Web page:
This collection of short stories has come to represent “comfort” reads to me. Many of them feel quite autobiographical and realistic, with contemplative notes. Included are musings on (her?) parents, (her?) childhood, motherhood, and gender roles. They seem to have roots sunk deep in the reality of memory and nostalgia. There was none of the touch of surrealism I think I’ve detected in some of her other work, and yet also no grim reality either. I highly recommend this!
Dec 29, 2011 Amanda rated it it was amazing  ·  review of another edition
I am soooooo happy right now. Not because the book is finally over, but because I am fulfilled by the very reading of it. This touching book is 13 of me. 13 beautiful, amazing, perfectly-shaped pictures of a woman I know as self and as friend and as human. Soft electric humanity. I. Love. It.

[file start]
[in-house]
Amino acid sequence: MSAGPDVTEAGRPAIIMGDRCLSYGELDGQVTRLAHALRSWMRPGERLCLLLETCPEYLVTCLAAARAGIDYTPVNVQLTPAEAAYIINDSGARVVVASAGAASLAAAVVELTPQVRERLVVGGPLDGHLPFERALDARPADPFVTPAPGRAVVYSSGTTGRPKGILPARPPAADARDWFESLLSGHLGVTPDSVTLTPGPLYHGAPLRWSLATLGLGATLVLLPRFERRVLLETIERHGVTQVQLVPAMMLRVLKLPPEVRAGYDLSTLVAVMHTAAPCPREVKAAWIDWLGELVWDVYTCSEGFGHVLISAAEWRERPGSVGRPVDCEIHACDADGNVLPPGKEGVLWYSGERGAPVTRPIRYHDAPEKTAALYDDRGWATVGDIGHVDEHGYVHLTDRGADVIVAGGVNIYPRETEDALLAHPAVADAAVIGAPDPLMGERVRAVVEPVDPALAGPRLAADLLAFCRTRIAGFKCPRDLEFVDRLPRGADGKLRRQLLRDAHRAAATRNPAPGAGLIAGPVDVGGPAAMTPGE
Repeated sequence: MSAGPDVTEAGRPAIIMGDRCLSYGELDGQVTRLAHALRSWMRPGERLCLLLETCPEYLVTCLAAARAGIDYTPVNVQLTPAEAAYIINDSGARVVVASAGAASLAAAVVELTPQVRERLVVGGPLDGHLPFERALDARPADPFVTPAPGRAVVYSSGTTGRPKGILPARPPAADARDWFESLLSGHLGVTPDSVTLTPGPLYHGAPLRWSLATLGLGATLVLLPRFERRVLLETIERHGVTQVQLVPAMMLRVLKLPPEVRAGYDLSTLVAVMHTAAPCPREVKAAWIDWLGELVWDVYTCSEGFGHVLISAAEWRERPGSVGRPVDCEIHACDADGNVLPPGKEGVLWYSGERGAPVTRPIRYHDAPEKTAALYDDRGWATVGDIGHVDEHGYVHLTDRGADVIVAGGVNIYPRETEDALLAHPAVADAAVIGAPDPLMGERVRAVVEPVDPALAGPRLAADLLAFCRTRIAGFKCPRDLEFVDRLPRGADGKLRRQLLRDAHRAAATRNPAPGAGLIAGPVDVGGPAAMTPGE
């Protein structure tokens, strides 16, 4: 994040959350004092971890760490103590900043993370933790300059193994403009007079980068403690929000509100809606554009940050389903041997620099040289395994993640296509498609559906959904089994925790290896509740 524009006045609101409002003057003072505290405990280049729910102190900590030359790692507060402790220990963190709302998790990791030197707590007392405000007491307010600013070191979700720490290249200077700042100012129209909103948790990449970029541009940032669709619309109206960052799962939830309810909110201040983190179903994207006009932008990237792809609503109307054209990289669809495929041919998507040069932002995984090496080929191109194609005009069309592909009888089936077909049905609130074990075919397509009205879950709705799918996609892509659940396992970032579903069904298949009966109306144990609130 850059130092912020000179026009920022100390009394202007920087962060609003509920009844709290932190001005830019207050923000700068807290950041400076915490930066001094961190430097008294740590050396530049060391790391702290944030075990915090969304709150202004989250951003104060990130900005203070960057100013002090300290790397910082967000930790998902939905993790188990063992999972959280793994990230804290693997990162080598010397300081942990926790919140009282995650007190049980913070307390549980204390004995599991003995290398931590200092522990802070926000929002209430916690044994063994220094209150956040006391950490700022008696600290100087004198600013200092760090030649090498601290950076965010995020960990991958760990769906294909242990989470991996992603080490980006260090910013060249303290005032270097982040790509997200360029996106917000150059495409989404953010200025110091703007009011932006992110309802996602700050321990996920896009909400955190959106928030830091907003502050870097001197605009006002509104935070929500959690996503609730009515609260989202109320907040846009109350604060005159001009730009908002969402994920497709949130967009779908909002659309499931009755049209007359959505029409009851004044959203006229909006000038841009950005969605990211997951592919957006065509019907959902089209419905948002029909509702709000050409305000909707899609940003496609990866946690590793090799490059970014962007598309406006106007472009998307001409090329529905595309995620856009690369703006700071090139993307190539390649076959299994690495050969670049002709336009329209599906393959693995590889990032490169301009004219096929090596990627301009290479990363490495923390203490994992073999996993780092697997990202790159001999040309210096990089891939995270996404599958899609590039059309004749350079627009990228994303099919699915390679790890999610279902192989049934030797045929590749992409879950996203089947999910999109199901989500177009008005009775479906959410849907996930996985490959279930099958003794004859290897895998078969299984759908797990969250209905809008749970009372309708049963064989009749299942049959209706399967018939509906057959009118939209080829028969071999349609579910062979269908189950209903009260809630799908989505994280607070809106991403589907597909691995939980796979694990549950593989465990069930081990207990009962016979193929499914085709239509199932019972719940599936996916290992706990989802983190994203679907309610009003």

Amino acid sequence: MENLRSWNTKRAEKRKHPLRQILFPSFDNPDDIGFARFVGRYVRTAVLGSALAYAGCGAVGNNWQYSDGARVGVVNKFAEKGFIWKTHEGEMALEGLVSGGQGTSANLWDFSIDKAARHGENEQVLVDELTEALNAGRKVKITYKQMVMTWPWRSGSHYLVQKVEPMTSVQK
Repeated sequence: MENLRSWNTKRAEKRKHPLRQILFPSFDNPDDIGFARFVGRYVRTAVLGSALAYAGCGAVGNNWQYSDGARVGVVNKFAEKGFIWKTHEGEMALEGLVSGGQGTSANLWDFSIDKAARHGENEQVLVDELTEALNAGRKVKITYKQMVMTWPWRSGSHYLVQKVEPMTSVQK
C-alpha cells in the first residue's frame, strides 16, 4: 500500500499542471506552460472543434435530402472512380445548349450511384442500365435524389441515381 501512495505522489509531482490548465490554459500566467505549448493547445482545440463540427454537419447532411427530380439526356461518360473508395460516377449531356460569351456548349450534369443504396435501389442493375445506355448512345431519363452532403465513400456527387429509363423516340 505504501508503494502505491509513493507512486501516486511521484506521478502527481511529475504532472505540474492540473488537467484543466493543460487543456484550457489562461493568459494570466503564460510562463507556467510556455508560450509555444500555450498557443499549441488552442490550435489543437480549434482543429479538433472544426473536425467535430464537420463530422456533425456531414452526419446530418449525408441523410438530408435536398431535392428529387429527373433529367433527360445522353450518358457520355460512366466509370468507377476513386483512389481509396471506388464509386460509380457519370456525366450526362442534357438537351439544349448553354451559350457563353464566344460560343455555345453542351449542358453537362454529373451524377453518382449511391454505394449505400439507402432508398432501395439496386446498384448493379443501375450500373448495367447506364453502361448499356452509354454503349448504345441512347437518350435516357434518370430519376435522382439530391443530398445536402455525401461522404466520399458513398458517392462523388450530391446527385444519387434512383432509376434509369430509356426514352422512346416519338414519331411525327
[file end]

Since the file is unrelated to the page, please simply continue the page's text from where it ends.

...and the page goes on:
Nov 12, 2013 Regine rated it it was ok  ·  review of another edition
Shelves: unfinished
Atwood, I'm giving you another chance.
Ana Mardoll
Feb 18, 2011 Ana Mardoll rated it it was amazing  ·  review of another edition
Shelves: ana-reviewed
Bluebeard's Egg / 0-385-49104-2

This collection of Atwood stories includes:

- Significant Moments in the Life of my Mother
- Hurricane Hazel
- Loulou
- Uglypuss
- Betty
- Bluebeard's Egg
- Spring Song of the Frogs
- Scarlet Ibis
- The Salt Garden
- The Sin Eater
- The Sunrise
- Unearthing Suite

Most of the stories revolve around the superb Atwood device of women in comfortable, "correct" lives, yet who are unbearably sad and alone. Many of these women have relationships outside of themselves - husbands, lover